Yes, we are offering in-person appointments as well as virtual appointments. However, some conditions and treatments cannot be done virtually and require an in-person appointment.
We have implemented new procedures to keep you safe during your in-person visit. You can learn more here.
Call Vivacity Care Center today and we’ll help determine if an in-person or virtual visit will best suit your needs.
Here are the specific changes we’ve made to keep you safe:
Yes. Your provider can write you a prescription for most medicines or request additional testing, such as x-rays and lab tests, by sending it electronically to the pharmacy or lab of your choice.
All insurance plans work differently but most are allowing earlier refills. Please call the number on the back of your medical insurance card to find out if you can refill your prescription early.
If you’ve had an initial visit at Vivacity Care Center, you can make a health coaching appointment any time, which can be held virtually or in person.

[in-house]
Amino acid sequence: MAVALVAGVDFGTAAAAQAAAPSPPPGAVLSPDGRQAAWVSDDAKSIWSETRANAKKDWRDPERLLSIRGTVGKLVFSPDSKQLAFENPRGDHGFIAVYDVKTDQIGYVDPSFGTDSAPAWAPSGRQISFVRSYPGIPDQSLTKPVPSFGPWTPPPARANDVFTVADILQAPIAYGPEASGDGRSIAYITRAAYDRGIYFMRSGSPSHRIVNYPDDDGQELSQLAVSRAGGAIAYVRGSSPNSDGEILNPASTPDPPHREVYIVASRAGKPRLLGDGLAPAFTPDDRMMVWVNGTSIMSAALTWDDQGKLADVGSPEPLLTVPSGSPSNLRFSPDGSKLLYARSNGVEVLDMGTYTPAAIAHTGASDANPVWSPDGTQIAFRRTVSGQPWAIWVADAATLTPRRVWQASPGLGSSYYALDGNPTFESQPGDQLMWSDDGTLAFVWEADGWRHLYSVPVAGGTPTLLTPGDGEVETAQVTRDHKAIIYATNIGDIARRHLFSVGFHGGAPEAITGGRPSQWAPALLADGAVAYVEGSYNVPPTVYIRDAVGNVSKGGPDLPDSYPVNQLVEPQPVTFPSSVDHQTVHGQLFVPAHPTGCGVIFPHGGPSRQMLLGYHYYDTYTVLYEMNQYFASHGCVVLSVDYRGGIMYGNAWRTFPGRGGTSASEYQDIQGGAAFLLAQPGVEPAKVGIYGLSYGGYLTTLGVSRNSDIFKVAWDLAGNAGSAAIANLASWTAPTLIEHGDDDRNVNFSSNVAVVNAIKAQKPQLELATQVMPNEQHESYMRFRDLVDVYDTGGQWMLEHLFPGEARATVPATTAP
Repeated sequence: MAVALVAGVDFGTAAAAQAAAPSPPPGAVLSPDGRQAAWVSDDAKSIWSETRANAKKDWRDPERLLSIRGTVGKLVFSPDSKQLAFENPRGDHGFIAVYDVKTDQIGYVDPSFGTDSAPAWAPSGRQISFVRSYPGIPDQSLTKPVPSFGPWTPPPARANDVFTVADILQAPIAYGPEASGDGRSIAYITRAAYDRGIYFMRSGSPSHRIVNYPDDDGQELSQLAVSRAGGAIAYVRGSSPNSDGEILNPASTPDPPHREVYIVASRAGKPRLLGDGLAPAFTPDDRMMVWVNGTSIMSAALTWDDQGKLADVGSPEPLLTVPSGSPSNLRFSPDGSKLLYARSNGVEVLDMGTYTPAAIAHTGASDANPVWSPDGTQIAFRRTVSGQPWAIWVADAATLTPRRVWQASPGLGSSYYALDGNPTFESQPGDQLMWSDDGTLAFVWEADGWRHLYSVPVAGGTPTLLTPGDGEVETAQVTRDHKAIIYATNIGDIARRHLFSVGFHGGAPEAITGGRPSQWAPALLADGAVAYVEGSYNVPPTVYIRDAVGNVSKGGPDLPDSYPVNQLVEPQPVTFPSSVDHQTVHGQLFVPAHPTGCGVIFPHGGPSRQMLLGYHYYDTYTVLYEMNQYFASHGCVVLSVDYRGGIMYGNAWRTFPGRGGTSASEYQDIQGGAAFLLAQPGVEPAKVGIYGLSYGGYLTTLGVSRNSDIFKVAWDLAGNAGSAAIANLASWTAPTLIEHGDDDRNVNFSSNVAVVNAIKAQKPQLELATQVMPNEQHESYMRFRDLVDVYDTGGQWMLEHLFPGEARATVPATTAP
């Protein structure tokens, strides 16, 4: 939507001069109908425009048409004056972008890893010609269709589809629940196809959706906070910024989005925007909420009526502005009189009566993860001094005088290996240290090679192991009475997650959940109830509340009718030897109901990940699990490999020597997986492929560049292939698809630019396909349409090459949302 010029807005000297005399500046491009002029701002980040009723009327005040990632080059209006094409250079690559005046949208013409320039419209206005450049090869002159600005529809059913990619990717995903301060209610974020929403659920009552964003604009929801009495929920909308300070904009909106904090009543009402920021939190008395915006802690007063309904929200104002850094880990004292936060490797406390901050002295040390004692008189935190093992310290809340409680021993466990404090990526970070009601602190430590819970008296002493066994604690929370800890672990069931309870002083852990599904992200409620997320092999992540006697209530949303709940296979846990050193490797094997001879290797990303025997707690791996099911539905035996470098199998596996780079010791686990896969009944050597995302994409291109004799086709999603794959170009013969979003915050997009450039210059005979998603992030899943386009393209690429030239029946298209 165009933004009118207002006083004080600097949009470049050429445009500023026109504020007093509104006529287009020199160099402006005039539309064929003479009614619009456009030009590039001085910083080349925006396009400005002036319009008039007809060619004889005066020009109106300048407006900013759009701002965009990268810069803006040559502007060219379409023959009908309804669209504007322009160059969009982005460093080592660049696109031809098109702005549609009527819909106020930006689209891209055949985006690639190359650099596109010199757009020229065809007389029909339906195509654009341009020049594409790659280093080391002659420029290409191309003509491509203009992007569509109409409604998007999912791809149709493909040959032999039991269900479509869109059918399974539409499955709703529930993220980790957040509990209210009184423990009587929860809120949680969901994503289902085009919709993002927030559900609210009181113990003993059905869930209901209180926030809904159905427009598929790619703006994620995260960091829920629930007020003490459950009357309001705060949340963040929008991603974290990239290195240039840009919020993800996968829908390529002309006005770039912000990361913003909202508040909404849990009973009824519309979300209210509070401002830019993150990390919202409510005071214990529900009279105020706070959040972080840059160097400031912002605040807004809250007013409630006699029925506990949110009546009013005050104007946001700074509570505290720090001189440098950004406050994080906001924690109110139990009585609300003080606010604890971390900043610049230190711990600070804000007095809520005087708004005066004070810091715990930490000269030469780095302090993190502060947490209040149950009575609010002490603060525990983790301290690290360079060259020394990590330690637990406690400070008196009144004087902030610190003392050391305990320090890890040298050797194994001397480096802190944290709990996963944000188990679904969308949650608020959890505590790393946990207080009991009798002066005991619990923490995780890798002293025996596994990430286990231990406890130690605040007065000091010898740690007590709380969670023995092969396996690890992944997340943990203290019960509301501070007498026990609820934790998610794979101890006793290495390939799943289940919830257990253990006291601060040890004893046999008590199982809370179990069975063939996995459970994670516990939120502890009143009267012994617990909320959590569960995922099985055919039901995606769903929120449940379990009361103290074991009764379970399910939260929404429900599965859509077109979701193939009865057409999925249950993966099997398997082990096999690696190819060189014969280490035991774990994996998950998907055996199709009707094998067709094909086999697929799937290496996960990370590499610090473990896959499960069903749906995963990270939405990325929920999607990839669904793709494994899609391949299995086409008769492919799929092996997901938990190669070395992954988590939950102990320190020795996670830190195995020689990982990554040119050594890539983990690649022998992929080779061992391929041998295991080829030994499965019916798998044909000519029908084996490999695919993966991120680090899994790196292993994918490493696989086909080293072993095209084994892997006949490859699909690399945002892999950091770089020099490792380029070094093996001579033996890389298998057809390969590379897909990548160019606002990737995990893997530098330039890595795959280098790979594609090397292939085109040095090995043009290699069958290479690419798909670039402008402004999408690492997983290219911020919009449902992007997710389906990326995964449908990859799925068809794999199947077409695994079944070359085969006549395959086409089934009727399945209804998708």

You can only schedule a virtual appointment with a Vivacity Care Center behavioral health specialist if you already had an in-person appointment with a Vivacity Care Center provider. If you haven’t established care with a behavioral health specialist at Vivacity Care Center, contact customer service at the number on the back of your health plan ID card for additional options.
If you’re already a VCC existing patient, you can call your care center after-hours to talk to a registered nurse. And if necessary, they will transfer you to an on-call Vivacity Care Center provider.
With vaccination rates on the rise, it’s tempting to be less vigilant about masks and social distancing. However, until we reach “herd immunity” levels in the adult population, the spread of COVID-19 and its impact on our communities remains high. The best way to prevent illness is to avoid being exposed to the virus. Please continue to wear a mask when in proximity to other people. Clean your hands often with soap and water for 20 seconds. Avoid close contact with people who are sick. Stay home if you are feeling ill.
For all that you need to know, including travel advisories: cdc.gov/coronavirus
For specific questions, see the CDC’s FAQ section.
For information about COVID-19 in your state, search your state’s health department, which works with the CDC to monitor and implement all recommendations.